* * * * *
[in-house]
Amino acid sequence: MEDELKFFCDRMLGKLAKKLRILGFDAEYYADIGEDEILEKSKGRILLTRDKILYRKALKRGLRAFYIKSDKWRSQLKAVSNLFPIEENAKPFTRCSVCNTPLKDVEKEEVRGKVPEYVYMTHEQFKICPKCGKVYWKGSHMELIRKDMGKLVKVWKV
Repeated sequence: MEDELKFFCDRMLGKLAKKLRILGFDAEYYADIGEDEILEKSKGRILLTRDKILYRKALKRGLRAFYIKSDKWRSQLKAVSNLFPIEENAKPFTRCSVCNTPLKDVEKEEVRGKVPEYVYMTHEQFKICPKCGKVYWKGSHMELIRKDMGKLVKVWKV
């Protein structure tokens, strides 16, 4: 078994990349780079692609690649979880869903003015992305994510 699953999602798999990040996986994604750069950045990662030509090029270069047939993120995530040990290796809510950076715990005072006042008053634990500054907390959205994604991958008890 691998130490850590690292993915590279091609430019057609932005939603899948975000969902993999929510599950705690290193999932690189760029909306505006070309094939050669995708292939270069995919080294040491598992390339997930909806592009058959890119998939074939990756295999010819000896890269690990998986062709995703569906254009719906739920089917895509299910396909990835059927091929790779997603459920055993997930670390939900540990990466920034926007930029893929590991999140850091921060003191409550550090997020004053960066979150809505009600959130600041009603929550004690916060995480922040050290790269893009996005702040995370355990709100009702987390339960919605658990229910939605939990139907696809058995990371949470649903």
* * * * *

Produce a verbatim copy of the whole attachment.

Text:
[in-house]
Amino acid sequence: MEDELKFFCDRMLGKLAKKLRILGFDAEYYADIGEDEILEKSKGRILLTRDKILYRKALKRGLRAFYIKSDKWRSQLKAVSNLFPIEENAKPFTRCSVCNTPLKDVEKEEVRGKVPEYVYMTHEQFKICPKCGKVYWKGSHMELIRKDMGKLVKVWKV
Repeated sequence: MEDELKFFCDRMLGKLAKKLRILGFDAEYYADIGEDEILEKSKGRILLTRDKILYRKALKRGLRAFYIKSDKWRSQLKAVSNLFPIEENAKPFTRCSVCNTPLKDVEKEEVRGKVPEYVYMTHEQFKICPKCGKVYWKGSHMELIRKDMGKLVKVWKV
């Protein structure tokens, strides 16, 4: 078994990349780079692609690649979880869903003015992305994510 699953999602798999990040996986994604750069950045990662030509090029270069047939993120995530040990290796809510950076715990005072006042008053634990500054907390959205994604991958008890 691998130490850590690292993915590279091609430019057609932005939603899948975000969902993999929510599950705690290193999932690189760029909306505006070309094939050669995708292939270069995919080294040491598992390339997930909806592009058959890119998939074939990756295999010819000896890269690990998986062709995703569906254009719906739920089917895509299910396909990835059927091929790779997603459920055993997930670390939900540990990466920034926007930029893929590991999140850091921060003191409550550090997020004053960066979150809505009600959130600041009603929550004690916060995480922040050290790269893009996005702040995370355990709100009702987390339960919605658990229910939605939990139907696809058995990371949470649903």